Horse Behavior: Video Of Fatal Kick

JulieGoodnight.com Logo

Question Category: Horse Behavior

Question: Dear Julie,

Thank you for providing such wonderful information. I don’t think any of the other trainers provide anything like it. Also, I really enjoy your TV show and wish you were going to be at the Midwest Horse Fair again.

This is really bothering me. Yesterday I was looking on YouTube for some round pen training ideas. My horses have been off all winter and although they are basically well behaved I need to do more ground work. So I started out in a list of videos about training and working with horses when I somehow got into an area on horse mishaps.

There was one called “Fatal Horse Kick” and I actually thought it was going to talk about kicking. There were over 300,000 views and I’m sure plenty of them were people like me. Fortunately it didn’t show much because it definitely looked like it could have been a fatal kick. The horse was secured in a metal “box” and I could see an arm reaching in with a branding iron. Just as the iron touched the horse it kicked out and, unfortunately, happened to aim just between the bars. It was obvious that the horse made contact and it was fast and hard.
I try to always be aware of where my horse is and where I am. I never walk up behind without being sure they see me coming and then I’m careful to make sure they’re relaxed. But I have to admit that video really frightened me.

Would you please address kicking in general. I want to know why it happens and how to make sure I’m doing the right things to avoid having it happen in the first place.

Thank you,

Anne

Monroe, WI=

Answer: Dear Anne,

First of all, let me tell you that video has been going around for years—probably 10 or so. Who knows if it is really true or not? A lot of the dramatic stuff you see on the internet is fabricated; anyway, I wouldn’t put much stock in it. But having said that, I must also add something very important I learned from my father when I was a child: all horses kick, all horses bite and all horses strike; that is their natural behavior. Although through training we can minimize their inclination toward these behaviors, we can never totally eliminate this risk.

Fortunately, for most horses, kicking and biting and striking are rare and they are easy to train not to act that way toward people. Nonetheless, you should always conduct yourself in a safe manner around horses with awareness that they are capable of these dangerous behaviors. So you stay out of the kick zone when you can, be aware of it when you cannot and don’t do stupid stuff like smack them on the butt or play with their mouths (or, in the case of this video, stick a hot iron on the rear end).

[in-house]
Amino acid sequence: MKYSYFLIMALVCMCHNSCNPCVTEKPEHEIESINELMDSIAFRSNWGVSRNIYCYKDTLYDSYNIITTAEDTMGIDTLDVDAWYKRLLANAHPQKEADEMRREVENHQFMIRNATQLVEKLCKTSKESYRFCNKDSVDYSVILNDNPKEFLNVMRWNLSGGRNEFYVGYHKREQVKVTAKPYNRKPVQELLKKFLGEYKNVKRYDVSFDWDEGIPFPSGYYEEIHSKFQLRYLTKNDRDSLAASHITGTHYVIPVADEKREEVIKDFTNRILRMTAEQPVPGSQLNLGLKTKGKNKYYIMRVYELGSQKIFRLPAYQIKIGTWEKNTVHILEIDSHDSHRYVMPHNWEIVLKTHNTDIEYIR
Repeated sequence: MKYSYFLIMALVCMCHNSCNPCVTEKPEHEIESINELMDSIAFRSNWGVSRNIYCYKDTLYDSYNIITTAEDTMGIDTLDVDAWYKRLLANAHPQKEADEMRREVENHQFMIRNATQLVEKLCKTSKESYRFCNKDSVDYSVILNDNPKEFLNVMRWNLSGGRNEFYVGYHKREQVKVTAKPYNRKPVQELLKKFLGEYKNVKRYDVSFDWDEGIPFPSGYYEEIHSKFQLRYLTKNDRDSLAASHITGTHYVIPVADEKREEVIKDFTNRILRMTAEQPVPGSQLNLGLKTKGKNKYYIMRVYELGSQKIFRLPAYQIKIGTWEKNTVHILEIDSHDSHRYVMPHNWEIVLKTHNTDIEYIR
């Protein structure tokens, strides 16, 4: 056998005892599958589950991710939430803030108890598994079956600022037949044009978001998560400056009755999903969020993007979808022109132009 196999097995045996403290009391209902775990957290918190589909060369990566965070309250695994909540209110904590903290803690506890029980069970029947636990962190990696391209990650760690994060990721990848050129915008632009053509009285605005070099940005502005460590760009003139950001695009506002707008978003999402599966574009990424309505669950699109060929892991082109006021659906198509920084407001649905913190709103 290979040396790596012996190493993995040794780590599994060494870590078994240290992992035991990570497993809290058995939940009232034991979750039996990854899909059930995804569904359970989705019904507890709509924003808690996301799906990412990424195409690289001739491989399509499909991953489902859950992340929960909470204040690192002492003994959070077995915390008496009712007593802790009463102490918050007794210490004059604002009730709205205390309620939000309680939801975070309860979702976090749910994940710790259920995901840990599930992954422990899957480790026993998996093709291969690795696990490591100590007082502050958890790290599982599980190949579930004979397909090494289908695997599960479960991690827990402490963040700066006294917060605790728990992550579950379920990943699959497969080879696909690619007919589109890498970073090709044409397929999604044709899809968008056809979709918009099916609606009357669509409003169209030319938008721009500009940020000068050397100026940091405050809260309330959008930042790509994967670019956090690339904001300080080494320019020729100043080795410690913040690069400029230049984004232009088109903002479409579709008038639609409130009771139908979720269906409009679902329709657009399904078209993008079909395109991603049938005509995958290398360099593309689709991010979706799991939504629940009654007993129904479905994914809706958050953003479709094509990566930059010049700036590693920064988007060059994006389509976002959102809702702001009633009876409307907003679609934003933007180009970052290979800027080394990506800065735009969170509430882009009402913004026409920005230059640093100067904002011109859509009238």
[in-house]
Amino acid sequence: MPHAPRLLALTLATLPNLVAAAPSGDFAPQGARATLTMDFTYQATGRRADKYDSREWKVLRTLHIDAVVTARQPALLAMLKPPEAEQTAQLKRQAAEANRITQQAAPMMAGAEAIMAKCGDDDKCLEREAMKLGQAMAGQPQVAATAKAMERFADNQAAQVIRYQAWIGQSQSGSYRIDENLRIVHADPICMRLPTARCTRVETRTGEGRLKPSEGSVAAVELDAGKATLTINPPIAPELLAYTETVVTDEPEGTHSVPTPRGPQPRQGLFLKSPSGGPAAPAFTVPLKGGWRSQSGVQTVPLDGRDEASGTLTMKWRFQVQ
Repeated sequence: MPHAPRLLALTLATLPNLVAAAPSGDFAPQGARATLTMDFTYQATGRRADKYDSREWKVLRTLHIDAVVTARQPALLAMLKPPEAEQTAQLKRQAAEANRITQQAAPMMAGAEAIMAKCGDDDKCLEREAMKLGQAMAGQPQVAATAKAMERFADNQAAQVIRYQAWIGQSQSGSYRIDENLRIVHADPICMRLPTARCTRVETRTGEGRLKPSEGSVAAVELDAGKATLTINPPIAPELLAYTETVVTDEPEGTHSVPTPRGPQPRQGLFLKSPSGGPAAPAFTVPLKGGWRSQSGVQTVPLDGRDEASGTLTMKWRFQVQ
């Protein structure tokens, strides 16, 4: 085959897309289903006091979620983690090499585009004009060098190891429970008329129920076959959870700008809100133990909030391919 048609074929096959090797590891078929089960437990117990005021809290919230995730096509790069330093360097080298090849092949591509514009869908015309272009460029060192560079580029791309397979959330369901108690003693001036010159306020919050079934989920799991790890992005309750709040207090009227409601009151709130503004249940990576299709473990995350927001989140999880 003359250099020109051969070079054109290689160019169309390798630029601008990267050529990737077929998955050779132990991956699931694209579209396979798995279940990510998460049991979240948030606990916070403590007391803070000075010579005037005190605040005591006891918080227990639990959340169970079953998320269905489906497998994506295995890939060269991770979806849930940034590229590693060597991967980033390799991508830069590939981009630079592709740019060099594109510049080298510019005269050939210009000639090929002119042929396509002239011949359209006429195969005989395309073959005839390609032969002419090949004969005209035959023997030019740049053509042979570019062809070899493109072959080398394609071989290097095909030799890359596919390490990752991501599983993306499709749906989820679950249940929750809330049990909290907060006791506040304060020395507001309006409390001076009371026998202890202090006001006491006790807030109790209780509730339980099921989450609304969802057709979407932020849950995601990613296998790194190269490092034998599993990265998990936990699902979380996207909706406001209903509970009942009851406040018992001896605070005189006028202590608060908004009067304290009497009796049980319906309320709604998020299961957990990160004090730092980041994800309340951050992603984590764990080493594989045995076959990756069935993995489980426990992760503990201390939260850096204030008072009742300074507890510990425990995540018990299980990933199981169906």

Kicking is most often seen as a defensive behavior—kicking to get away from something that bothers or scares them (like a more dominant horse or a predator). In this case, the horse kicks out in order to buy a little time so that he can get away. Occasionally kicking is an agressive behavior—usually accompanied by squealing and double-barrel kicks, and usually aimed at another horse.

When horses kick at people, it is often because they startled the horse from behind (he’s got a blind spot directly behind him), because the person did something irritating like touch a wound or curry too hard, or because the person is “attacking” the horse from behind (like you would in a round pen or ground driving the horse). All of these situations are predictable and avoidable with safe and conscientious practices.

You should be very aware of where the “kick zone” is around a horse. He can reach forward with a hind leg, almost all the way to his front leg. He can reach out to the side almost the length of his hind leg and he can fully extend the leg behind him. Draw a line connecting these three points and it creates a pretty large arc around the horse, which is the kick zone. Any time you are in that area, it is possible to get kicked, so you should always be aware of that. It is not that you will never go into the kick zone but rather that you should always be aware when you are there and don’t do things that might provoke a kick or stay in a safer place when the horse is agitated or frightened.

With safe practices, you can minimize the time you are in the kick zone. For instance, if you needed to apply medication under the horse’s belly (or any time you need to reach under him) always face forward so that if he does kick, it is your padded rear end that is hit and not your head. Whenever you are working behind a horse, always keep a hand on him and talk to him so that he knows where you are, even when you are in the blind spot.

I know it can be hard to get an ugly visual out of your head but you must be logical about this. It didn’t happen to you (maybe it never happened at all) and you would never do something as stupid as that. Don’t let other people’s experience change you and the way you do things, unless it is for the better. It sounds like you have good safety habits and you are very conscientious. That will help keep you safe.

I have been kicked many times (most experienced horse people have) and I can tell you that in each and every case, it was because I did something stupid and each kick was entirely preventable. Luckily for me, I’ve never had more than a bad bruise from a kick. And, best of all, I have learned from my experience and as a result I am smarter around horses.

Do not let this fear consume you. Be smart and practice safe horsemanship and it will minimize your risk.

Stay safe,

Julie

Copyright ©Julie Goodnight 2000. All Rights Reserved. No part of this website may be reproduced without owner’s express consent.